Jamaica, the professor said, had actually managed to reduce its homicide rates by 30 per cent by introducing a robust gang reduction strategy. The Jamaica success had been as a result of obtaining social and political consensus, the first time he had ever seen such agreement in his lifetime. “I think it succeeded because suppression was coupled with alternatives being offered to young people. There were some important community based initiatives, interventions centred on work for young people. I believe that helped to make law enforcement more effective,” the professor added.
International intervention was also important for Jamaica’s success because high end crime was a trans-national and a regional phenomenon. “We need to cooperate at a regional and international level if we are to make an important dent in the problem,” he said. Anti-corruption efforts were a condition of success and anti-corruption efforts, aimed at the law enforcement agencies and the political system were very important for progress, he warned.
Echoing Professor Harriott’s comments, the report found that “alarm raised by increase in crime levels in the Caribbean has often led to short-sighted, mano dura (iron fist) policies, which have proven ineffective and, at times, detrimental to the rule of law…A key message of the report is that Caribbean countries need to focus on a model of security based on the human development approach, whereby citizen security is paramount, rather than on the traditional state security model, whereby the protection of the state is the chief aim. Indeed, the contrast between prevention on the one hand and repression and coercion on the other is ill conceived.”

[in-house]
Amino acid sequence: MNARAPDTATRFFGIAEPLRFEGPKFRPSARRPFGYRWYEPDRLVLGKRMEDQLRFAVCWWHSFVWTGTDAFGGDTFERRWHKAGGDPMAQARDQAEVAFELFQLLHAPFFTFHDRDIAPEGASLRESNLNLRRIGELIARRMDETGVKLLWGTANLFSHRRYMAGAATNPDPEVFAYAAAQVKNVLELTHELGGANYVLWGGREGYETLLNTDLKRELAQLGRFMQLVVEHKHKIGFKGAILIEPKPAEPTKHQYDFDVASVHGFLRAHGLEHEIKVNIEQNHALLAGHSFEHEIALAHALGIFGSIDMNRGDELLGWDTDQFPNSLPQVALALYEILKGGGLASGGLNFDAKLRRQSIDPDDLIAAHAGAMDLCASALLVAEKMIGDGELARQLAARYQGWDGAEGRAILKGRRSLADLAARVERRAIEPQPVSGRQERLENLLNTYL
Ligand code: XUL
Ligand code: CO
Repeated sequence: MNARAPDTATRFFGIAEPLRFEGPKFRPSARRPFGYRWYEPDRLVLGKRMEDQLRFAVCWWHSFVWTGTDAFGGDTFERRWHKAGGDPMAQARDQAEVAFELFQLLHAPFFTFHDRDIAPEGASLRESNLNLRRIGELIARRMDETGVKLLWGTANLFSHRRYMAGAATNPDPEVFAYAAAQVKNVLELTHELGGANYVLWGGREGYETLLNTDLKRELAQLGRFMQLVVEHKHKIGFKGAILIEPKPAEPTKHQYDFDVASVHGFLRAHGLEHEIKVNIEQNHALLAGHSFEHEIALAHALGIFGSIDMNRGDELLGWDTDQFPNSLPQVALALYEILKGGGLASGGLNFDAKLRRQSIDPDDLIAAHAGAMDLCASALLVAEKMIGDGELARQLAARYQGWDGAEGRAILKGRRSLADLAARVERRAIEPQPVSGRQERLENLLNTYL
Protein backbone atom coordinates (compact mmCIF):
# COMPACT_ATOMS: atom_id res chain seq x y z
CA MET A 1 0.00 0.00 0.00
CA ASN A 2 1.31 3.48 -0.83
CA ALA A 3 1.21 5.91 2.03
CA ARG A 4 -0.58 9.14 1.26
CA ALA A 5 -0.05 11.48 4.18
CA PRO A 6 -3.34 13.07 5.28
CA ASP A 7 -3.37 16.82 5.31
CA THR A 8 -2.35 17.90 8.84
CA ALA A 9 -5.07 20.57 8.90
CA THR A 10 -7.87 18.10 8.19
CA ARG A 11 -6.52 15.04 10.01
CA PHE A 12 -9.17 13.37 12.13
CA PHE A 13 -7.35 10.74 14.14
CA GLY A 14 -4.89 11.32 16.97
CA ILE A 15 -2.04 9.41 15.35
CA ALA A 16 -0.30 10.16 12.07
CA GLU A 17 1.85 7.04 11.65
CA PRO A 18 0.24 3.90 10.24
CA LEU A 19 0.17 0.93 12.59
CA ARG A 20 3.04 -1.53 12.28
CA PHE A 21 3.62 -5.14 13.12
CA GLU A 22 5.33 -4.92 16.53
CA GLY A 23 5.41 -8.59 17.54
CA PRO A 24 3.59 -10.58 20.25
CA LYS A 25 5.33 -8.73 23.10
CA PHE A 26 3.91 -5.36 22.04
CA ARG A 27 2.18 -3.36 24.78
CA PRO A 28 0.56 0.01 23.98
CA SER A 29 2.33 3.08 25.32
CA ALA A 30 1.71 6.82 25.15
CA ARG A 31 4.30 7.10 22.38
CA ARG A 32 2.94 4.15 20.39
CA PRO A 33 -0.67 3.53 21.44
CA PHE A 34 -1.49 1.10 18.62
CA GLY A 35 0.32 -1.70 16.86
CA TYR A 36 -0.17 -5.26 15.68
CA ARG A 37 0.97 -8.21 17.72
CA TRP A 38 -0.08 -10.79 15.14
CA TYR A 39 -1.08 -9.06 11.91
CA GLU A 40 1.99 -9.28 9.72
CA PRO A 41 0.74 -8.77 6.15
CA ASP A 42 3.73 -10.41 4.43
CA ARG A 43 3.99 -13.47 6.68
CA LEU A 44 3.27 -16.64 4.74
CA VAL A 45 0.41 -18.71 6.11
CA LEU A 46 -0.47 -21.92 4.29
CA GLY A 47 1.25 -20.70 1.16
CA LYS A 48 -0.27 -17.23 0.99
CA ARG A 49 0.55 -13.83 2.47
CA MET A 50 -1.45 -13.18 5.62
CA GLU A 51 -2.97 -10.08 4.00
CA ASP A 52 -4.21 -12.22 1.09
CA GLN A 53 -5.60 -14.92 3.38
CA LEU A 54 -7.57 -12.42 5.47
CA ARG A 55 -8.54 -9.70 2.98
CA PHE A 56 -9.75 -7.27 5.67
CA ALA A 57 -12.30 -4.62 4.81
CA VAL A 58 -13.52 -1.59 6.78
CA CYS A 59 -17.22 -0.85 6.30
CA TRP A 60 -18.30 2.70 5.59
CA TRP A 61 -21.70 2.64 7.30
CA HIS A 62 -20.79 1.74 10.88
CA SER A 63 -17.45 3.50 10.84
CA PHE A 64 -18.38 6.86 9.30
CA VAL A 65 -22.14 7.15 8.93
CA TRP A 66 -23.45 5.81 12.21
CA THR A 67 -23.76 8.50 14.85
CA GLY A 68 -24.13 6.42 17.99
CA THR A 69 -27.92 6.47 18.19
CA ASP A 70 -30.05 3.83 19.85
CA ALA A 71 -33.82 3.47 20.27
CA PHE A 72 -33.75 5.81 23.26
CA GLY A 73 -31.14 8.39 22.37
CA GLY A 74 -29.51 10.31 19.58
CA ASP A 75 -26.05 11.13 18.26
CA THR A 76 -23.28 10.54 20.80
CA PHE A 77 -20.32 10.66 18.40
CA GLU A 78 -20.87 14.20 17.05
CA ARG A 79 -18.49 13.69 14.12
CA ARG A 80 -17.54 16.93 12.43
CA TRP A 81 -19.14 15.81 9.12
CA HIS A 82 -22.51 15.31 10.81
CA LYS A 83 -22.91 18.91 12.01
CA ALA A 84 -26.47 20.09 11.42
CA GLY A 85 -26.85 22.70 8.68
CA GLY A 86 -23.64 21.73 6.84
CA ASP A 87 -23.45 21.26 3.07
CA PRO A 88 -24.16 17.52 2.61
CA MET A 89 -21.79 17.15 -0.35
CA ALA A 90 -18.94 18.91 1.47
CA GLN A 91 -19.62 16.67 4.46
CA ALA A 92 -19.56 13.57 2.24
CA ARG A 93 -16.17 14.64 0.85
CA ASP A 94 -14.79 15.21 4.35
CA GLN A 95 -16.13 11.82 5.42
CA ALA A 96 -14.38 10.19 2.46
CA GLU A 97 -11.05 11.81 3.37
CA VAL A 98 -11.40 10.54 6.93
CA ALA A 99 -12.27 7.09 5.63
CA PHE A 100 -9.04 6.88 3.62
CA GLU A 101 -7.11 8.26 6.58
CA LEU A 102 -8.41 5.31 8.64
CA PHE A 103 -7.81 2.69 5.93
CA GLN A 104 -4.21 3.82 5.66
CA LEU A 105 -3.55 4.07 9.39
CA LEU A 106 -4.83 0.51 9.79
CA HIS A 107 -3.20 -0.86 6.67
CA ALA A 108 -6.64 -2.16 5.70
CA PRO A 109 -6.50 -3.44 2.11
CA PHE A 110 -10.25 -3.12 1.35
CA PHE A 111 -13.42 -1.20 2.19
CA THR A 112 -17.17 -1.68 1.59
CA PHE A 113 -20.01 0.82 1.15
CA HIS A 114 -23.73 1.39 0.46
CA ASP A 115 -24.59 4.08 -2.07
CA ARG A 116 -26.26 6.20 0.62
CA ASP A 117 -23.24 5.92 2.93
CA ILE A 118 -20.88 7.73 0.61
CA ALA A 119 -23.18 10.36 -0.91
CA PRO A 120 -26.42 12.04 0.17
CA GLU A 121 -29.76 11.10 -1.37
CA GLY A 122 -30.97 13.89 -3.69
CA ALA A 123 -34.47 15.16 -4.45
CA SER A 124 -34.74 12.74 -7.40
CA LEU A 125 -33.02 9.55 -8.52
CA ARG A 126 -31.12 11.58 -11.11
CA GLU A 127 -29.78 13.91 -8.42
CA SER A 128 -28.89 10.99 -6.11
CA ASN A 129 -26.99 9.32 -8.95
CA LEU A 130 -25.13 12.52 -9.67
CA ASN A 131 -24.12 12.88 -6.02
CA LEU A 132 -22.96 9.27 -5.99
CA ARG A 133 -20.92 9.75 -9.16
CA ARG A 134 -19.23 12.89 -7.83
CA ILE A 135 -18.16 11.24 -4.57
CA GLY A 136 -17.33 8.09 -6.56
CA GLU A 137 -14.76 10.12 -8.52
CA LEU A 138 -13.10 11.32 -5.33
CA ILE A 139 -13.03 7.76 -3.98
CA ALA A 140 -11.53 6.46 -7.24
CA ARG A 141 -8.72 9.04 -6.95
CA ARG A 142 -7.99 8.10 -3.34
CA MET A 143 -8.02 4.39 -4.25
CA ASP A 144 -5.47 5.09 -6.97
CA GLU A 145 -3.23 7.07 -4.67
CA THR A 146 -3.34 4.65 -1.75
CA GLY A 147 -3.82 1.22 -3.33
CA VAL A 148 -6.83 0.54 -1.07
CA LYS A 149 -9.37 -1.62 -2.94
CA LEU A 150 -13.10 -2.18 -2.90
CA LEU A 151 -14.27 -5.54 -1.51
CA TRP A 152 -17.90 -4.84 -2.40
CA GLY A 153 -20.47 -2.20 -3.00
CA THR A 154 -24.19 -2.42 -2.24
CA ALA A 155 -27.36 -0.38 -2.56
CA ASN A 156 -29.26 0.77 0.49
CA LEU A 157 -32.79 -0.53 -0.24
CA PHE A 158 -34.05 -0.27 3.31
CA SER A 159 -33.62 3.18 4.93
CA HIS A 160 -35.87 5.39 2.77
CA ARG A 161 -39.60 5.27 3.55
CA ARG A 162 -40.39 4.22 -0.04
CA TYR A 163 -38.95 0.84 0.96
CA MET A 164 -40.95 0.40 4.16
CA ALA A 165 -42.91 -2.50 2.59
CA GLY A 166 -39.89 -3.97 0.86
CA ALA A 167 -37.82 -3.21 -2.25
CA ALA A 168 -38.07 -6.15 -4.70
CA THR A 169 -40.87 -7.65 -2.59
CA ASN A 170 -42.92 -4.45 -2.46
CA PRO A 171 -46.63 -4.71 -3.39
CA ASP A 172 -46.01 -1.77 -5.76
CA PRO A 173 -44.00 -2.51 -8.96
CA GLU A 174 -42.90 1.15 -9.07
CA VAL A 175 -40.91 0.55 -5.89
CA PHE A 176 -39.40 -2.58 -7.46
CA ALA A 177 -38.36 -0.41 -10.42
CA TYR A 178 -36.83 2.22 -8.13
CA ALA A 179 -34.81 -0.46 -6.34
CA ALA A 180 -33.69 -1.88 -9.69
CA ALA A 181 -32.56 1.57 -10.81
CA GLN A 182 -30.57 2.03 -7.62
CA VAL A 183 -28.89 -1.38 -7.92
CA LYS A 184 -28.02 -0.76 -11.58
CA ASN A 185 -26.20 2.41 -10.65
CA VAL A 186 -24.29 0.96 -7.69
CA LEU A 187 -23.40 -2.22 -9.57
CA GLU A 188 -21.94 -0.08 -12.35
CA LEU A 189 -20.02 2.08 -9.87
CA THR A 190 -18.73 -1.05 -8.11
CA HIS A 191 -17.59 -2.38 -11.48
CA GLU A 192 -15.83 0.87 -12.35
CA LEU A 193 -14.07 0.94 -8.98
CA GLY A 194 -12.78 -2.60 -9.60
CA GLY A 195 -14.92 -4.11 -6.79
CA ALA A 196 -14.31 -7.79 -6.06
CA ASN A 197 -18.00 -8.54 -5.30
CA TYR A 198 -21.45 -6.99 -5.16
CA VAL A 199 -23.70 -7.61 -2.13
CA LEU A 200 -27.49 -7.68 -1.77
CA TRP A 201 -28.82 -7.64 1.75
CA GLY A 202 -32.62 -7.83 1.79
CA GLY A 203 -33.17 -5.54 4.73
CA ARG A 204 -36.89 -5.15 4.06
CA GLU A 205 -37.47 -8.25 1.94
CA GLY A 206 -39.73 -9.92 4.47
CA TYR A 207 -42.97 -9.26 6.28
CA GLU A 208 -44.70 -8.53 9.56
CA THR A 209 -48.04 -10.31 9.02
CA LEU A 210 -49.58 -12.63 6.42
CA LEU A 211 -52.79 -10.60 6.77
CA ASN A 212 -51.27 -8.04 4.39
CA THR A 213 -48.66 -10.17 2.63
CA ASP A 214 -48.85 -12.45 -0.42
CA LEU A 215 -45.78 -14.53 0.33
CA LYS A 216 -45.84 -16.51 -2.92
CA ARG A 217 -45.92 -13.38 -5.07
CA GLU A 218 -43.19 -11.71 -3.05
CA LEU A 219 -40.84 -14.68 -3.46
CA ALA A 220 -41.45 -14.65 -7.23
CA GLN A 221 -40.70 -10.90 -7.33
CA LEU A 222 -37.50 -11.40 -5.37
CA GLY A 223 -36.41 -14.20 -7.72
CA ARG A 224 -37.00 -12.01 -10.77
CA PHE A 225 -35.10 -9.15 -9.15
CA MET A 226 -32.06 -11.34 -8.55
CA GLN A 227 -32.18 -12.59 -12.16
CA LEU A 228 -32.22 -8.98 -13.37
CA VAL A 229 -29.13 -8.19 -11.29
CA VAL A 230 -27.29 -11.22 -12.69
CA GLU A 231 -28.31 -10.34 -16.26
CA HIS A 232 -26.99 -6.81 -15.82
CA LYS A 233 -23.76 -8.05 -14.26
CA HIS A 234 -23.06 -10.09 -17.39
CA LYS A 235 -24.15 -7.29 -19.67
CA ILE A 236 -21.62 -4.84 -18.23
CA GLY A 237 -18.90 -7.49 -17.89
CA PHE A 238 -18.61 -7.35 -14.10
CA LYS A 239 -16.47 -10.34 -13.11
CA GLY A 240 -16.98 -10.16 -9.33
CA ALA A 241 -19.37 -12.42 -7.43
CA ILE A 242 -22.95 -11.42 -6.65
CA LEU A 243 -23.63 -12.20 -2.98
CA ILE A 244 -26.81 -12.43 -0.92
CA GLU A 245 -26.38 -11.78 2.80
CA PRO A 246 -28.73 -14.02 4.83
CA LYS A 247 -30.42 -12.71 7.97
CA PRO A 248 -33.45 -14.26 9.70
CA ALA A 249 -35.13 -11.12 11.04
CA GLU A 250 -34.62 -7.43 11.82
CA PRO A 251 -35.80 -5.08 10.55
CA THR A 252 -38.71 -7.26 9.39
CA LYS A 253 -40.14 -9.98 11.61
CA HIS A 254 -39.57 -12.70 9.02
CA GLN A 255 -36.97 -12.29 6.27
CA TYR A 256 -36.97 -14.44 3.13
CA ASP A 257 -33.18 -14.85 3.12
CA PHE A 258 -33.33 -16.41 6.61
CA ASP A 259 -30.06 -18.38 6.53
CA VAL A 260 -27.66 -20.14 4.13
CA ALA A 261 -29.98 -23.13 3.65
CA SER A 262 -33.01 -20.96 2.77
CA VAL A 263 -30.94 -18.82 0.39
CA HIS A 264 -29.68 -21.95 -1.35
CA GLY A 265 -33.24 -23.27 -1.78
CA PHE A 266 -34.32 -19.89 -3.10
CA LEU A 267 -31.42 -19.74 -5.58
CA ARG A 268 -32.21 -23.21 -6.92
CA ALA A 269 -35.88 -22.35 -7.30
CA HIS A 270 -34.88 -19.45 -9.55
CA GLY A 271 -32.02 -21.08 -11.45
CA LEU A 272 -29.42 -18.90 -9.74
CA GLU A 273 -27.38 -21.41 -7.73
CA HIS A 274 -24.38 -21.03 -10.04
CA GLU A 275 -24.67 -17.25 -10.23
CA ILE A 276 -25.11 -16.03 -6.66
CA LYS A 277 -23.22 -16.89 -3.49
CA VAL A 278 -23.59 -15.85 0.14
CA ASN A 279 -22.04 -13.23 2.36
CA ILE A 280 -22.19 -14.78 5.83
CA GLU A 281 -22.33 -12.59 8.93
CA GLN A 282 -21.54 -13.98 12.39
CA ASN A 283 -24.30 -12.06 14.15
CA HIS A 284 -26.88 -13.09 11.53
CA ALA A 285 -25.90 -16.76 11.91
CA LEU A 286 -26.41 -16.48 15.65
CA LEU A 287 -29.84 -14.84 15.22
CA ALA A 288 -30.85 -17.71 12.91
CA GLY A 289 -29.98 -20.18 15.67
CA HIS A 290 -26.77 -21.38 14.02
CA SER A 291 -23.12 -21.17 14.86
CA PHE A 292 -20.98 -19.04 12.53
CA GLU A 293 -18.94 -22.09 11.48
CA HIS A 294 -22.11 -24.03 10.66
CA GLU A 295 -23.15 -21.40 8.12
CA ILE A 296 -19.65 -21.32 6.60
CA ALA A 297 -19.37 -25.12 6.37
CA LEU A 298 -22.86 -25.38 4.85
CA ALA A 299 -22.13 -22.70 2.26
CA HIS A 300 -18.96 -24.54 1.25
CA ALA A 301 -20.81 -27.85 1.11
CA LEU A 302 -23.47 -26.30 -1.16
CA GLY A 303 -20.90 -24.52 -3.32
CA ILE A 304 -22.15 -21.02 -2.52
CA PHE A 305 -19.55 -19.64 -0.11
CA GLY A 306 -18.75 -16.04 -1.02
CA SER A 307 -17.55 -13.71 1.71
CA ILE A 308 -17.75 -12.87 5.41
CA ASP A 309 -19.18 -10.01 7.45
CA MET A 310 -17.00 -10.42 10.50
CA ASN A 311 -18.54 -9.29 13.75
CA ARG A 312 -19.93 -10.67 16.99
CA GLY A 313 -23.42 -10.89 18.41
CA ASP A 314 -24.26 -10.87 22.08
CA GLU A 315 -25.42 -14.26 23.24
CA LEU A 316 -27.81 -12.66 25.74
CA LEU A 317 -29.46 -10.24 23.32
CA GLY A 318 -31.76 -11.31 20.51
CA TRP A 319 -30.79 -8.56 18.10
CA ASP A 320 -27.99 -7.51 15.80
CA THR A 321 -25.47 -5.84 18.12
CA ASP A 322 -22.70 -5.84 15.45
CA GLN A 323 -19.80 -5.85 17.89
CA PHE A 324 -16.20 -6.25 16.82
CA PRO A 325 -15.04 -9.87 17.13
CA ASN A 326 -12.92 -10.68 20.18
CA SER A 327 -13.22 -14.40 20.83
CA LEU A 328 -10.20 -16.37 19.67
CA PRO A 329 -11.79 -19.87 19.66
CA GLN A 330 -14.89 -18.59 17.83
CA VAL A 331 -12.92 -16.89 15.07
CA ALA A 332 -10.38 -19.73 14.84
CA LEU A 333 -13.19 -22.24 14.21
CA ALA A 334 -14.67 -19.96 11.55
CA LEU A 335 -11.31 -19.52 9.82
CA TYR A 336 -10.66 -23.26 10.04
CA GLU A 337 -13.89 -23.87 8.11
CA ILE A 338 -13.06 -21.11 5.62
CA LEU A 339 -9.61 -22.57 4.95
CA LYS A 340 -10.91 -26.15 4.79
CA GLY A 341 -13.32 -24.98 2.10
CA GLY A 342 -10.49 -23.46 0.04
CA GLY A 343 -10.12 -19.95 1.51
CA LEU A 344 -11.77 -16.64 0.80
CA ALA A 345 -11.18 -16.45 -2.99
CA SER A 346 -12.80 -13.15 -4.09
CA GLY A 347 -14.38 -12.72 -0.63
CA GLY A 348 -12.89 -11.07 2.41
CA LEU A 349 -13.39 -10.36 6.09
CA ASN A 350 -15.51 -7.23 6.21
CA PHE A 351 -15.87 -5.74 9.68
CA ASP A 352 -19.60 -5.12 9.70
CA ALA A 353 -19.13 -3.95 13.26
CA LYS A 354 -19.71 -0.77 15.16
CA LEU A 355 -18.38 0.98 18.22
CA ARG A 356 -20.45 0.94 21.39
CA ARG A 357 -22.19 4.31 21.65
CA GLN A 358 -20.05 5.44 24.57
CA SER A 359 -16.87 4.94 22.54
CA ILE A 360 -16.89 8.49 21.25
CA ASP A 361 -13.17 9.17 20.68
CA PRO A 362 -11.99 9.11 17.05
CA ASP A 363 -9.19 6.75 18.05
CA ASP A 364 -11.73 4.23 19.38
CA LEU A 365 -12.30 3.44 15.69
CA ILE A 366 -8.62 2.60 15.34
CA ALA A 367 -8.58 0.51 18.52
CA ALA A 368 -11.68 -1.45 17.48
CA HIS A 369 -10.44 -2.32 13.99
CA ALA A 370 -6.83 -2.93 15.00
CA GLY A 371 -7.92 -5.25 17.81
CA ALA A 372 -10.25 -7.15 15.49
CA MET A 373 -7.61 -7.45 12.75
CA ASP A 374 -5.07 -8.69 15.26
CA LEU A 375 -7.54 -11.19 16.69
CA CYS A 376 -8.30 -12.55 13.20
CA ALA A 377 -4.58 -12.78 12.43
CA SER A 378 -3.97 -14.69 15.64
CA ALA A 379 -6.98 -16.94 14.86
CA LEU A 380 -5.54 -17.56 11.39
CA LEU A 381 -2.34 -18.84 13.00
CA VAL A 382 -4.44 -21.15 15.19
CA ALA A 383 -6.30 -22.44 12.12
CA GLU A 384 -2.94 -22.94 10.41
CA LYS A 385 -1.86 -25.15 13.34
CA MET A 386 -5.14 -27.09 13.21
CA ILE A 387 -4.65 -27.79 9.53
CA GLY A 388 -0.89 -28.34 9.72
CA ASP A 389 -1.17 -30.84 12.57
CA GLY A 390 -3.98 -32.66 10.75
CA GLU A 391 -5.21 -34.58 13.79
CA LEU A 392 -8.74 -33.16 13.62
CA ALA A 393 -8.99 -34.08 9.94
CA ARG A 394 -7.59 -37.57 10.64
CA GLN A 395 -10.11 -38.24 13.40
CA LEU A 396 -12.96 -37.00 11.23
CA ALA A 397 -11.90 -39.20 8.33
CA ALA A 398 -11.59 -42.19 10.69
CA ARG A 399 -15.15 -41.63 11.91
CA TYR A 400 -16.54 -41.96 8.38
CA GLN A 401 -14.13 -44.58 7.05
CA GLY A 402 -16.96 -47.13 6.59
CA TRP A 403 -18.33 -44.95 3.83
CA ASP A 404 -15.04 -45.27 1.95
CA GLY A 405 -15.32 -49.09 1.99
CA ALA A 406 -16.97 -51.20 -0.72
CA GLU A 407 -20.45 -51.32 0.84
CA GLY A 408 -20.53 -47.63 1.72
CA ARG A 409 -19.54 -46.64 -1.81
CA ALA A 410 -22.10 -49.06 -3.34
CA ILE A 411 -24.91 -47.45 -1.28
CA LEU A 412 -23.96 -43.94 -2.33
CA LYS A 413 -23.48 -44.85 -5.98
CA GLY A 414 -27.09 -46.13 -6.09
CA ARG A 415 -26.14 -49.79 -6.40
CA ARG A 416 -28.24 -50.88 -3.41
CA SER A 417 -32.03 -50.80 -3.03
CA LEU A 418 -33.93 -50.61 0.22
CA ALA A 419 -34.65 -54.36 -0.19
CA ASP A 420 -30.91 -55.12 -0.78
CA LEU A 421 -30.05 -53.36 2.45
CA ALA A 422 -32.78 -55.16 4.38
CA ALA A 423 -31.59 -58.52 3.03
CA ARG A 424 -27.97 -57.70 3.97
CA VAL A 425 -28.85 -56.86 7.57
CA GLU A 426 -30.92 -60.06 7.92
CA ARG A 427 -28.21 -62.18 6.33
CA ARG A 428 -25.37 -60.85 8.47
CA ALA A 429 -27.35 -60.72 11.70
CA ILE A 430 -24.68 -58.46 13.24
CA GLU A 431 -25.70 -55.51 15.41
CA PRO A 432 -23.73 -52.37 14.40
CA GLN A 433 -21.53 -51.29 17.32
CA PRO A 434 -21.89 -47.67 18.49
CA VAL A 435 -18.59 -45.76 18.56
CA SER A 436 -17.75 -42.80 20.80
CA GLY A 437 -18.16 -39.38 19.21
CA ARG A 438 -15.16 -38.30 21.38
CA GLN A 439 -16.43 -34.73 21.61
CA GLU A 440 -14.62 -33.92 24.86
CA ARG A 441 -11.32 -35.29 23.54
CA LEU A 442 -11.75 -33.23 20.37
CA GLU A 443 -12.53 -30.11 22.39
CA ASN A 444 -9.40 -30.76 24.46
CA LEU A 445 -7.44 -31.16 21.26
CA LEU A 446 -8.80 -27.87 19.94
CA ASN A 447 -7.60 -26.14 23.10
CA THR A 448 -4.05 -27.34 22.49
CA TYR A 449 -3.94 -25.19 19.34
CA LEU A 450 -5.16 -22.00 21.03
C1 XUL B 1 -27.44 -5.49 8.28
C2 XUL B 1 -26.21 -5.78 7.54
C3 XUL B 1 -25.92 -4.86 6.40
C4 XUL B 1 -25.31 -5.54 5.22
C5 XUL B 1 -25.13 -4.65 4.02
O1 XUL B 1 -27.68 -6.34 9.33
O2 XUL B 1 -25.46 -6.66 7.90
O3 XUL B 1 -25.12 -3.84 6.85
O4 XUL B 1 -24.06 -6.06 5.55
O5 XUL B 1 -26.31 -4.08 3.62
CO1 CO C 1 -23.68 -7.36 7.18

Social inclusion to help prevent crime and violence and efficient and effective law enforcement were by no means incompatible or mutually exclusive, it went on to say.
“In a truly democratic society, broad based social inclusion and swift criminal justice–or “prevention” and “coercion”—serve to reinforce and complement each other. This is one of the most important lessons to be taken from this report – and not only for the Caribbean but for all of Latin America as well,” the report said.